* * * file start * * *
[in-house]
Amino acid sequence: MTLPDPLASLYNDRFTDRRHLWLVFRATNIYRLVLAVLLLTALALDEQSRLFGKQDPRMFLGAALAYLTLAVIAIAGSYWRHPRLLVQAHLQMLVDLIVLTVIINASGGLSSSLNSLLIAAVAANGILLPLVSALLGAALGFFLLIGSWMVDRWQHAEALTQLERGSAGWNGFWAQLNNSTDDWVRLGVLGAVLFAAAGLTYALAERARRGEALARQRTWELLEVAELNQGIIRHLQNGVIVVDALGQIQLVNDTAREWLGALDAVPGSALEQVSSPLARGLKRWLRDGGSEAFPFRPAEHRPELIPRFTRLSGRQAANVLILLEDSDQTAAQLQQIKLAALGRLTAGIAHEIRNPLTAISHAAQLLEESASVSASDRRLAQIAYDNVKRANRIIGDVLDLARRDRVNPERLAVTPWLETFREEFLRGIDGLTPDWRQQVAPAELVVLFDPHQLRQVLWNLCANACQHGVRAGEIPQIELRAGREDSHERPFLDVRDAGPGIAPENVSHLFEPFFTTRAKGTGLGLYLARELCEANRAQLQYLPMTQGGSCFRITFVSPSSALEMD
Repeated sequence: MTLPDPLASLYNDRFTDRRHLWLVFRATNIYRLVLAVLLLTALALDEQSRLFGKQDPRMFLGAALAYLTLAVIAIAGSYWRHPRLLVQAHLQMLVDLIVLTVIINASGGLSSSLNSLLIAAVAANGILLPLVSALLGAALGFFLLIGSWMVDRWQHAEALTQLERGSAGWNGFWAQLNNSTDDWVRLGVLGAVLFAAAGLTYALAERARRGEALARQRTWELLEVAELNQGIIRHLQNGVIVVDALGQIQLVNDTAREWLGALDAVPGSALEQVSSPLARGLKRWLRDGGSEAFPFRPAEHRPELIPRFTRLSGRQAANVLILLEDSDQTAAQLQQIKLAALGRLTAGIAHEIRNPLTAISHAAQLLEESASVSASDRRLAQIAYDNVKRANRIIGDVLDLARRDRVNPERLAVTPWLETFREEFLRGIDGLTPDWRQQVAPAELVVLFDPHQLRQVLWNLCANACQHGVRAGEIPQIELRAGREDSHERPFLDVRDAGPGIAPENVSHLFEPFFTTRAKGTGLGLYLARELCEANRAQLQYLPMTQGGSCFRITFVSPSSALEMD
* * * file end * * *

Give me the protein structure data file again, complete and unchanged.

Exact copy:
[in-house]
Amino acid sequence: MTLPDPLASLYNDRFTDRRHLWLVFRATNIYRLVLAVLLLTALALDEQSRLFGKQDPRMFLGAALAYLTLAVIAIAGSYWRHPRLLVQAHLQMLVDLIVLTVIINASGGLSSSLNSLLIAAVAANGILLPLVSALLGAALGFFLLIGSWMVDRWQHAEALTQLERGSAGWNGFWAQLNNSTDDWVRLGVLGAVLFAAAGLTYALAERARRGEALARQRTWELLEVAELNQGIIRHLQNGVIVVDALGQIQLVNDTAREWLGALDAVPGSALEQVSSPLARGLKRWLRDGGSEAFPFRPAEHRPELIPRFTRLSGRQAANVLILLEDSDQTAAQLQQIKLAALGRLTAGIAHEIRNPLTAISHAAQLLEESASVSASDRRLAQIAYDNVKRANRIIGDVLDLARRDRVNPERLAVTPWLETFREEFLRGIDGLTPDWRQQVAPAELVVLFDPHQLRQVLWNLCANACQHGVRAGEIPQIELRAGREDSHERPFLDVRDAGPGIAPENVSHLFEPFFTTRAKGTGLGLYLARELCEANRAQLQYLPMTQGGSCFRITFVSPSSALEMD
Repeated sequence: MTLPDPLASLYNDRFTDRRHLWLVFRATNIYRLVLAVLLLTALALDEQSRLFGKQDPRMFLGAALAYLTLAVIAIAGSYWRHPRLLVQAHLQMLVDLIVLTVIINASGGLSSSLNSLLIAAVAANGILLPLVSALLGAALGFFLLIGSWMVDRWQHAEALTQLERGSAGWNGFWAQLNNSTDDWVRLGVLGAVLFAAAGLTYALAERARRGEALARQRTWELLEVAELNQGIIRHLQNGVIVVDALGQIQLVNDTAREWLGALDAVPGSALEQVSSPLARGLKRWLRDGGSEAFPFRPAEHRPELIPRFTRLSGRQAANVLILLEDSDQTAAQLQQIKLAALGRLTAGIAHEIRNPLTAISHAAQLLEESASVSASDRRLAQIAYDNVKRANRIIGDVLDLARRDRVNPERLAVTPWLETFREEFLRGIDGLTPDWRQQVAPAELVVLFDPHQLRQVLWNLCANACQHGVRAGEIPQIELRAGREDSHERPFLDVRDAGPGIAPENVSHLFEPFFTTRAKGTGLGLYLARELCEANRAQLQYLPMTQGGSCFRITFVSPSSALEMD